It's like something from another reality, displaced in time and space. On the high plateau of Anatolia in central Turkey, bizarrely organic-looking stone structures jut up from the ground and point towards the sky, like little castles built by elemental spirits. But look closer, and you'll see it isn't fairies that dwell within these mushroom-like spires.
Seriously, this place doesn't look real. What other part of the planet is blanketed by a forest of natural stone towers? Factor in the doors and windows carved directly into these natural structures, and it's clear why tourists and locals alike call them "fairy chimneys." But they weren't created by pixie architects. These strange and unique structures are the result of a collaboration between Mother Nature and humankind.
According to National Geographic, the thick ash from ancient volcanic eruptions in the region solidified into soft rock called tuft: "Wind and water went to work on this plateau, leaving only its harder elements behind to form a fairy tale landscape of cones, pillars, pinnacles, mushrooms, and chimneys, which stretch as far as 130 feet (40 meters) into the sky." Then, humans worked with Mother Nature's creations to build caves. The tunnels were so complex that they actually formed entire underground towns.
This region, now known as Göreme National Park, was once the only land path between the Greek and Persian empires. Later, it bridged the gap between the Byzantine Greeks and their rivals in the Middle East. In other words, it was a place where your political and national affiliations could get you in big trouble, depending on what army happened to be marching through at the time. That's where the caves come in — they made a great hiding spot for anyone who didn't want to get involved in the bloody game of classical era politics. And as the years went on, those underground caves became more and more elaborate.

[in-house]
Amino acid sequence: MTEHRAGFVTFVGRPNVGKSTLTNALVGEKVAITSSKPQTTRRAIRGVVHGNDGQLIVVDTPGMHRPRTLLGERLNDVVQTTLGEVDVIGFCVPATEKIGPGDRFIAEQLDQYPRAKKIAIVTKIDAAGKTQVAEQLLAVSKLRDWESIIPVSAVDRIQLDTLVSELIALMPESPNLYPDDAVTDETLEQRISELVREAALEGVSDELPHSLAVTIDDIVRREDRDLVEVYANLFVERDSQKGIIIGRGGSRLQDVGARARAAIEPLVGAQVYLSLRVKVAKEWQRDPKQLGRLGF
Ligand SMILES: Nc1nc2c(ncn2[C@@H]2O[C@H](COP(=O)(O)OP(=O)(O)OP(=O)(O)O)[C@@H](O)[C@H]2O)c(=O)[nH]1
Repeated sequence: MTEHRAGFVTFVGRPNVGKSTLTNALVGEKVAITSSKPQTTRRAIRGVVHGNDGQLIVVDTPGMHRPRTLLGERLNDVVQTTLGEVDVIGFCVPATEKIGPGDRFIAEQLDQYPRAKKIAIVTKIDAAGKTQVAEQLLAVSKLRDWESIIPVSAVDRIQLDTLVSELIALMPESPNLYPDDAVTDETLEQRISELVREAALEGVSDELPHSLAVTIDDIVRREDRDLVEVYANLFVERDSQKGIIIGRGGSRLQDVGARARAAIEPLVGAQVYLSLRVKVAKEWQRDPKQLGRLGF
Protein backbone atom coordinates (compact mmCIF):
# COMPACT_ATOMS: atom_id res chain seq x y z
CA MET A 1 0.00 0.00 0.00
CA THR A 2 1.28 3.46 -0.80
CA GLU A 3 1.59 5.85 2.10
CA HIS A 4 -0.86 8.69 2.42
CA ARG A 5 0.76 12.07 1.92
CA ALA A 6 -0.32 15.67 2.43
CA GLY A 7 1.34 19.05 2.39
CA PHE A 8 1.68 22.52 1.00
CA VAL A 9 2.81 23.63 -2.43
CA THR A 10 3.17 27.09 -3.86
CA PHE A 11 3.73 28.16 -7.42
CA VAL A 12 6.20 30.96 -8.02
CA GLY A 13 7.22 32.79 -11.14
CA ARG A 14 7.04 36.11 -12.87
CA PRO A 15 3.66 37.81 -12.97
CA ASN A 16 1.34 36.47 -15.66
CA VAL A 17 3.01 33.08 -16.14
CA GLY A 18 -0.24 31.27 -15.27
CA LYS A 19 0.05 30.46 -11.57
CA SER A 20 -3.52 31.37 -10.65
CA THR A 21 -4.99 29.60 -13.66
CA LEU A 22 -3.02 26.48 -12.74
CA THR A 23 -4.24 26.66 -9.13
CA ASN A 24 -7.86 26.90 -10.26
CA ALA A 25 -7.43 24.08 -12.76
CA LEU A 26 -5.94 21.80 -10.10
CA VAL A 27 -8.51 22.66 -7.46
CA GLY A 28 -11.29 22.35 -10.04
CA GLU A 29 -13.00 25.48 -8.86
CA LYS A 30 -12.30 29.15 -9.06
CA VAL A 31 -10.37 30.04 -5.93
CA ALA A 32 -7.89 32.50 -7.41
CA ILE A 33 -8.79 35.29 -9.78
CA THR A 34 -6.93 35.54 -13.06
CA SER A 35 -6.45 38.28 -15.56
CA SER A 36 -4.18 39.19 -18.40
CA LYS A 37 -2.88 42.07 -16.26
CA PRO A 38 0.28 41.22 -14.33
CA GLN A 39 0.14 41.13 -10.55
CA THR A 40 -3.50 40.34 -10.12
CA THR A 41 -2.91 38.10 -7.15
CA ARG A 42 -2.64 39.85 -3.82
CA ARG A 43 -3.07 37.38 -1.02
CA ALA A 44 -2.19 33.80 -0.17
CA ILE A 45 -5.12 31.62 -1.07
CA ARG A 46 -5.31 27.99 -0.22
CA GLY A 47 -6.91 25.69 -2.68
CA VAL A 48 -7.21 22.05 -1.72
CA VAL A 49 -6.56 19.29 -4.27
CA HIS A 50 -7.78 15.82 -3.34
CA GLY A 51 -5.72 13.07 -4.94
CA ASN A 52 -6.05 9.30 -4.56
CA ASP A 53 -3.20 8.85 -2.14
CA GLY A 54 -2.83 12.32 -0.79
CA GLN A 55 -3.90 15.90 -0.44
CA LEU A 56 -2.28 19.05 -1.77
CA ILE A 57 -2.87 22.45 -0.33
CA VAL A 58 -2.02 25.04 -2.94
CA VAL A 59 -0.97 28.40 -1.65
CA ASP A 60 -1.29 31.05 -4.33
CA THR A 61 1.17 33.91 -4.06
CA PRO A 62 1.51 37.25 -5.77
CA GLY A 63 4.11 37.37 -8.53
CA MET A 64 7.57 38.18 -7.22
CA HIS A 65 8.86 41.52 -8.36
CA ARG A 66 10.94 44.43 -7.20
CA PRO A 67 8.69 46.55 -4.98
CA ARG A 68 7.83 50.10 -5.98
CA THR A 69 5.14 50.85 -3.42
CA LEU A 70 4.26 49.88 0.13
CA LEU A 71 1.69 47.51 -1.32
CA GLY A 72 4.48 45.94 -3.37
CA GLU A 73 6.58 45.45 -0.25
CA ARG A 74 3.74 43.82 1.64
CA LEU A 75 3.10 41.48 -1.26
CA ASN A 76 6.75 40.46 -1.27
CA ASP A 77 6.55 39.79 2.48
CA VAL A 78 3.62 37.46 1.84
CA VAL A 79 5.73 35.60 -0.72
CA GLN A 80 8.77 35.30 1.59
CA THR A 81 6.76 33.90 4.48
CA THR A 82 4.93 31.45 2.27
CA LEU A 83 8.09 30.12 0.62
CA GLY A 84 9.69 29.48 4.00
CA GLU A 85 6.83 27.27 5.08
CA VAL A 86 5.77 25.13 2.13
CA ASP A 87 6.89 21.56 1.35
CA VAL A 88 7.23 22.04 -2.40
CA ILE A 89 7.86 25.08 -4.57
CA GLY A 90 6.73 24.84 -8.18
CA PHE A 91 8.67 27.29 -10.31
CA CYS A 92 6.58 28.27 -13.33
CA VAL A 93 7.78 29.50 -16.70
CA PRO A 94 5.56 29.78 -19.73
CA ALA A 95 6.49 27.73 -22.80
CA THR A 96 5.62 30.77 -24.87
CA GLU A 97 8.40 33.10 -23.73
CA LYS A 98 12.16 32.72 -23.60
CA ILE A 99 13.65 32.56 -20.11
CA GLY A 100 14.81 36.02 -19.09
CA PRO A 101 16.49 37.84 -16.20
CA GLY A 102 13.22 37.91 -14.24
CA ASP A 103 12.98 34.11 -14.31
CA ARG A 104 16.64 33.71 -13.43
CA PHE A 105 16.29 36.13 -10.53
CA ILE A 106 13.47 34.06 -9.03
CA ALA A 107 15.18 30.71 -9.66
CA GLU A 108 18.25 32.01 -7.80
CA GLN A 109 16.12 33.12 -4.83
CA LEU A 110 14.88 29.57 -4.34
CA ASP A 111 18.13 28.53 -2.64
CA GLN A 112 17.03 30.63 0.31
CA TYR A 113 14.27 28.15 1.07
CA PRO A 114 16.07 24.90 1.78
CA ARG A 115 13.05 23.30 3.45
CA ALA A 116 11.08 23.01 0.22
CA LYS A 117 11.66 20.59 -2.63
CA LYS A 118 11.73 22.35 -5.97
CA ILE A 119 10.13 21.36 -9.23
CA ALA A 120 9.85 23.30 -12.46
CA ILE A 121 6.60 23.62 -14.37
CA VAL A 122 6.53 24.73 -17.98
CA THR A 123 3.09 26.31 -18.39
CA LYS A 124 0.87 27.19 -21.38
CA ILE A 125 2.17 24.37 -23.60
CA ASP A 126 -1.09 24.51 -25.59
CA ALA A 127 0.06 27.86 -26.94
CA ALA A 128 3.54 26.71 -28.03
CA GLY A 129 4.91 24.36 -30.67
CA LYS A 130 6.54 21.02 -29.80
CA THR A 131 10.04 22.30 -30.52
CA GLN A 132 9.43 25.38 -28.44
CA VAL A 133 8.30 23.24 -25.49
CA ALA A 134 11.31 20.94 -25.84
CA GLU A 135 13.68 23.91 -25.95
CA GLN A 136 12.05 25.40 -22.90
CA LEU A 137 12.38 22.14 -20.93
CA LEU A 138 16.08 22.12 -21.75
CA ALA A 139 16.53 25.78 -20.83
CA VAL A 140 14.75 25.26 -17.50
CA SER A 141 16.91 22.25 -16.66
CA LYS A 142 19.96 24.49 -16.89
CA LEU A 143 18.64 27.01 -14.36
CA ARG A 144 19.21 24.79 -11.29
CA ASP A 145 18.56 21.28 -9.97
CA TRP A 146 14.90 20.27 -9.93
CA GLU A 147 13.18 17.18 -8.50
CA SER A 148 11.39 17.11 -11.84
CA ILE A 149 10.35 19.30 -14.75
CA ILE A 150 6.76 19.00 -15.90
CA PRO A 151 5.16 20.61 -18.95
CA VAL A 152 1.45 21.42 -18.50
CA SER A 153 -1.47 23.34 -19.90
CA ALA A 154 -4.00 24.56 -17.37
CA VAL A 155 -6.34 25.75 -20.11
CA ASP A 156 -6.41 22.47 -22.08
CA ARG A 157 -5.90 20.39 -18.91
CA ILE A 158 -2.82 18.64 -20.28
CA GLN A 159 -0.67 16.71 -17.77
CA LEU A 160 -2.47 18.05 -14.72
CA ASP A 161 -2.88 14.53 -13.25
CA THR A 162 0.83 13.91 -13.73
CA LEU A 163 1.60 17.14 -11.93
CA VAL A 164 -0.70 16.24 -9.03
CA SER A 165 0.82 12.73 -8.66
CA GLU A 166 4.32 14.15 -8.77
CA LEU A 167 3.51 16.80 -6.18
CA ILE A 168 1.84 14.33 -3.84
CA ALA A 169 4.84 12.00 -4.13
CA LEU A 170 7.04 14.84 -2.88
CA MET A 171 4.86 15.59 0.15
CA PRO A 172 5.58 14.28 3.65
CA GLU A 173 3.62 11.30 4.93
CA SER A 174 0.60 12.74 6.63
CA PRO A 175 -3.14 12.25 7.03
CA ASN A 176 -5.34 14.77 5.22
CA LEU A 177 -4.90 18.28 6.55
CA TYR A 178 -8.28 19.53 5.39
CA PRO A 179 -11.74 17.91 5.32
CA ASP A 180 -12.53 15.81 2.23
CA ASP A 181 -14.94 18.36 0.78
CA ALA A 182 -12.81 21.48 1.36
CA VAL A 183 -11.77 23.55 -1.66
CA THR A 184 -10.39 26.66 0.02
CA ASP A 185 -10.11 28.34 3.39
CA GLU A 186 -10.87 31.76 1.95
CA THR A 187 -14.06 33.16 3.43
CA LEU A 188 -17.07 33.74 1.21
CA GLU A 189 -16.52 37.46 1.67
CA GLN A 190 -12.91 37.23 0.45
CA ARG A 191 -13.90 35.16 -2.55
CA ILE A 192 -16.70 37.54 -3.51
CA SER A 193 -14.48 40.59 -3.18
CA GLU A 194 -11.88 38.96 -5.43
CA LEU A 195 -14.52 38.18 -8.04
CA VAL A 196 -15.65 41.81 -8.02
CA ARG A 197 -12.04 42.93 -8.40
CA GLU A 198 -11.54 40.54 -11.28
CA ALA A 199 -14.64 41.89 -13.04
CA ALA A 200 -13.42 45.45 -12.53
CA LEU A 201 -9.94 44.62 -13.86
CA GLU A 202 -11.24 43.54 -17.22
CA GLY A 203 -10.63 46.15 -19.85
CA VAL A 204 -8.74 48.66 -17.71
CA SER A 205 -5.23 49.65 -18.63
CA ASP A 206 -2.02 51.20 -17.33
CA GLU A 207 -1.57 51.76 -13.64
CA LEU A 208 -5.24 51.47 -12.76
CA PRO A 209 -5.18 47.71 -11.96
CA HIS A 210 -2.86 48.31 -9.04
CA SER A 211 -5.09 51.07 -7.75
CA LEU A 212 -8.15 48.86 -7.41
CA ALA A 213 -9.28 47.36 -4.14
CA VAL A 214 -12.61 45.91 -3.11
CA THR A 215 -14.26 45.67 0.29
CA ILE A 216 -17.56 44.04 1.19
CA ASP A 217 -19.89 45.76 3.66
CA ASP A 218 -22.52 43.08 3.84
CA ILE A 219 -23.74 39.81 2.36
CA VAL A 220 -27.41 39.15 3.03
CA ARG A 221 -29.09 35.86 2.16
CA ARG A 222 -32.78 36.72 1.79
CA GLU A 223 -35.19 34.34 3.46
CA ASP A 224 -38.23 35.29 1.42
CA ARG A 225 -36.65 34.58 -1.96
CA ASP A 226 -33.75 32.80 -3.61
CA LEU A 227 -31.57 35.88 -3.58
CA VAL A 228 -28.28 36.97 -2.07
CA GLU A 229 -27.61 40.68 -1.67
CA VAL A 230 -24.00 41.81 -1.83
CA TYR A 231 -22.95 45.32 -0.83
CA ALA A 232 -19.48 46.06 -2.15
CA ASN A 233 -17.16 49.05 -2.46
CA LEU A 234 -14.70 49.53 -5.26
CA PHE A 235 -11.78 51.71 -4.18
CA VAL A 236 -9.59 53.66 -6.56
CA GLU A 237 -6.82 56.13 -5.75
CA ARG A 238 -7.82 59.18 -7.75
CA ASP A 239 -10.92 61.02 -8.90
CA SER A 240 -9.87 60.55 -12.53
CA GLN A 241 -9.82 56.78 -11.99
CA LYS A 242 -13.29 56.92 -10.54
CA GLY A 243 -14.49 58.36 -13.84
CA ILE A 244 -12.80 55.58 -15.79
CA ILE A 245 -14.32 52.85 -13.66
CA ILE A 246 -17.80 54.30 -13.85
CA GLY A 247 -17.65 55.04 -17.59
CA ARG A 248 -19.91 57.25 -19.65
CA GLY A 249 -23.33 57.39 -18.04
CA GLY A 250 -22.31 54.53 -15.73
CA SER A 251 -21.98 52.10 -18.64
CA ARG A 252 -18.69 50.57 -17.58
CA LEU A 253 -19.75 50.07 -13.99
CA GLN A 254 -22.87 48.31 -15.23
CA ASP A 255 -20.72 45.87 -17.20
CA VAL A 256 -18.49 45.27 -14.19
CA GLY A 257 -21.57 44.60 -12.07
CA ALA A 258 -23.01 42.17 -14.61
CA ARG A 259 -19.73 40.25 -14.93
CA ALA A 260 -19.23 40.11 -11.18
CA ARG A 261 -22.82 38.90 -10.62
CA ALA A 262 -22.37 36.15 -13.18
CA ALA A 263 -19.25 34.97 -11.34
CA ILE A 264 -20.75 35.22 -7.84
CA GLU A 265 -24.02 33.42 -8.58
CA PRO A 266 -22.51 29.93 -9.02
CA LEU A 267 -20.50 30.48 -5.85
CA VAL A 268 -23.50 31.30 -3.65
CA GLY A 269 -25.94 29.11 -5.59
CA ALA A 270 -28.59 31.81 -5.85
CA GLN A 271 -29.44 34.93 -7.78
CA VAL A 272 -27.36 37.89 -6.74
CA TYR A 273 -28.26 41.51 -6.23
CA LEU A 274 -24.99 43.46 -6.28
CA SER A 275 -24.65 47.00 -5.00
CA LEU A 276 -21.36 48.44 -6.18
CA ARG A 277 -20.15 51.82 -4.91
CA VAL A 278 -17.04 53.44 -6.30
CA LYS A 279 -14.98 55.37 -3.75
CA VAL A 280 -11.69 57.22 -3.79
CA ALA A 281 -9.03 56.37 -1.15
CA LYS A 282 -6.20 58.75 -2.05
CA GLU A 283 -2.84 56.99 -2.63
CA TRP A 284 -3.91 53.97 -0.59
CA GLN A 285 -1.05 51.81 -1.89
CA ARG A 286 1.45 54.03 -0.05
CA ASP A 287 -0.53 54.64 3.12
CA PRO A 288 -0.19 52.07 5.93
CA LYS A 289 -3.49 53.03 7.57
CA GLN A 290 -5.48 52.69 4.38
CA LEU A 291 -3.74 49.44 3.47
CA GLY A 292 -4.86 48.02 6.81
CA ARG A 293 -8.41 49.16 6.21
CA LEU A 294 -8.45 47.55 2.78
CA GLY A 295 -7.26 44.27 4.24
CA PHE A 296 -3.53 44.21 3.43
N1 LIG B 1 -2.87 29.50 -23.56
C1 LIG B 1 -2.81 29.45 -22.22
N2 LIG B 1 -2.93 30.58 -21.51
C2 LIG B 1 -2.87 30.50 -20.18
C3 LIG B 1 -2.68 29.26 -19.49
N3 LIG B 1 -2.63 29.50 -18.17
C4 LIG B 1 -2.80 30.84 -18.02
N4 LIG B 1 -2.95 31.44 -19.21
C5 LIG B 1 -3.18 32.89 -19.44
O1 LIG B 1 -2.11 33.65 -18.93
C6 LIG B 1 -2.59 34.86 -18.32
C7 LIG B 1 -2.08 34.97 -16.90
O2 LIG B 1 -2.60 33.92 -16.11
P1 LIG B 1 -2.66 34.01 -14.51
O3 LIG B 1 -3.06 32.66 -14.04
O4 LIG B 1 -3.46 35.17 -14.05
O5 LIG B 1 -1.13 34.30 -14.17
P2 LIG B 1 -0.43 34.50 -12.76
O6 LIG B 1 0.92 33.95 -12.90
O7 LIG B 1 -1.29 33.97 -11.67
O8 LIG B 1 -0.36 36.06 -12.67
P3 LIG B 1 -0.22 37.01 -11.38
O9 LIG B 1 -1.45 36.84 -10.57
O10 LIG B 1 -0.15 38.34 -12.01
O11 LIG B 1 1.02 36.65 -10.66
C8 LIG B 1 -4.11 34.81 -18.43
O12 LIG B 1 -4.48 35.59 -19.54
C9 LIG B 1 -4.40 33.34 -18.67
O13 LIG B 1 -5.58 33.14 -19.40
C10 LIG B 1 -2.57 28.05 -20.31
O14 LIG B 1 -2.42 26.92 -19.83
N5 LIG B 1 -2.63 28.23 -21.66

What Lies Beneath
As you can probably tell from the pictures, Cappadocia kind of has a thing for hot air balloons. And they're a great way to see how the landscape looks after a couple of eons of volcanos, winds, and human intervention. But if that's the only way you visit the region, then you'll miss out on a big part of the local flavor. Besides giving shelter to Cappadocian natives, the chimneys also attracted refugees — specifically, Christian refugees fleeing persecution in Rome. As thousands of people poured into Turkey, they dug out the caves to literally create giant underground cities such as Kaymakli and Derinkuyu.
Thinking of rough-cut caverns in pitch-black darkness? Think again. Actually, these settlements might be subterranean but they're home to some stunning works of art and architecture. You'll find gorgeous, Byzantine-era chapels complete with elaborate religious reliefs and mosaics, lit by sunlight streaming in through the hand-cut windows. You might even find your hotel room in that underground labyrinth — many caves have been transformed into hotels for 21st-century cave living.